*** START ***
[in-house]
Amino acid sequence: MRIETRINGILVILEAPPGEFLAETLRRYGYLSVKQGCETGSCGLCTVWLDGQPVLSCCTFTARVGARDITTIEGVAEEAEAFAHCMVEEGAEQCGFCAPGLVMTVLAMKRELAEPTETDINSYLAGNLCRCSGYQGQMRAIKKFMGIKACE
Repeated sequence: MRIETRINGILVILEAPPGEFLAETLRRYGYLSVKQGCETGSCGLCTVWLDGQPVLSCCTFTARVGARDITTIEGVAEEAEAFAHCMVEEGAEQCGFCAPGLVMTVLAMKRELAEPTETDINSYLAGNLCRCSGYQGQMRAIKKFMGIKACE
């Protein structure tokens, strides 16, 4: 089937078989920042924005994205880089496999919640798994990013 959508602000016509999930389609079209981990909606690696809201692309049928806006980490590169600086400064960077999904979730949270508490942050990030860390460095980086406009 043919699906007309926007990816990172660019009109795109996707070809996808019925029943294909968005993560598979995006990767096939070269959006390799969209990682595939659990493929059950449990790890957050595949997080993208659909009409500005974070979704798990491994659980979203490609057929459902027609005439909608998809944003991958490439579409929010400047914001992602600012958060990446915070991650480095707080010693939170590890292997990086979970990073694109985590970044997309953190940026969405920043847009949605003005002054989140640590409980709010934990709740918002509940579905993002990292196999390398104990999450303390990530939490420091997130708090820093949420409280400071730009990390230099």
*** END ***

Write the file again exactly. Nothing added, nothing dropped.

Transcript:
[in-house]
Amino acid sequence: MRIETRINGILVILEAPPGEFLAETLRRYGYLSVKQGCETGSCGLCTVWLDGQPVLSCCTFTARVGARDITTIEGVAEEAEAFAHCMVEEGAEQCGFCAPGLVMTVLAMKRELAEPTETDINSYLAGNLCRCSGYQGQMRAIKKFMGIKACE
Repeated sequence: MRIETRINGILVILEAPPGEFLAETLRRYGYLSVKQGCETGSCGLCTVWLDGQPVLSCCTFTARVGARDITTIEGVAEEAEAFAHCMVEEGAEQCGFCAPGLVMTVLAMKRELAEPTETDINSYLAGNLCRCSGYQGQMRAIKKFMGIKACE
């Protein structure tokens, strides 16, 4: 089937078989920042924005994205880089496999919640798994990013 959508602000016509999930389609079209981990909606690696809201692309049928806006980490590169600086400064960077999904979730949270508490942050990030860390460095980086406009 043919699906007309926007990816990172660019009109795109996707070809996808019925029943294909968005993560598979995006990767096939070269959006390799969209990682595939659990493929059950449990790890957050595949997080993208659909009409500005974070979704798990491994659980979203490609057929459902027609005439909608998809944003991958490439579409929010400047914001992602600012958060990446915070991650480095707080010693939170590890292997990086979970990073694109985590970044997309953190940026969405920043847009949605003005002054989140640590409980709010934990709740918002509940579905993002990292196999390398104990999450303390990530939490420091997130708090820093949420409280400071730009990390230099």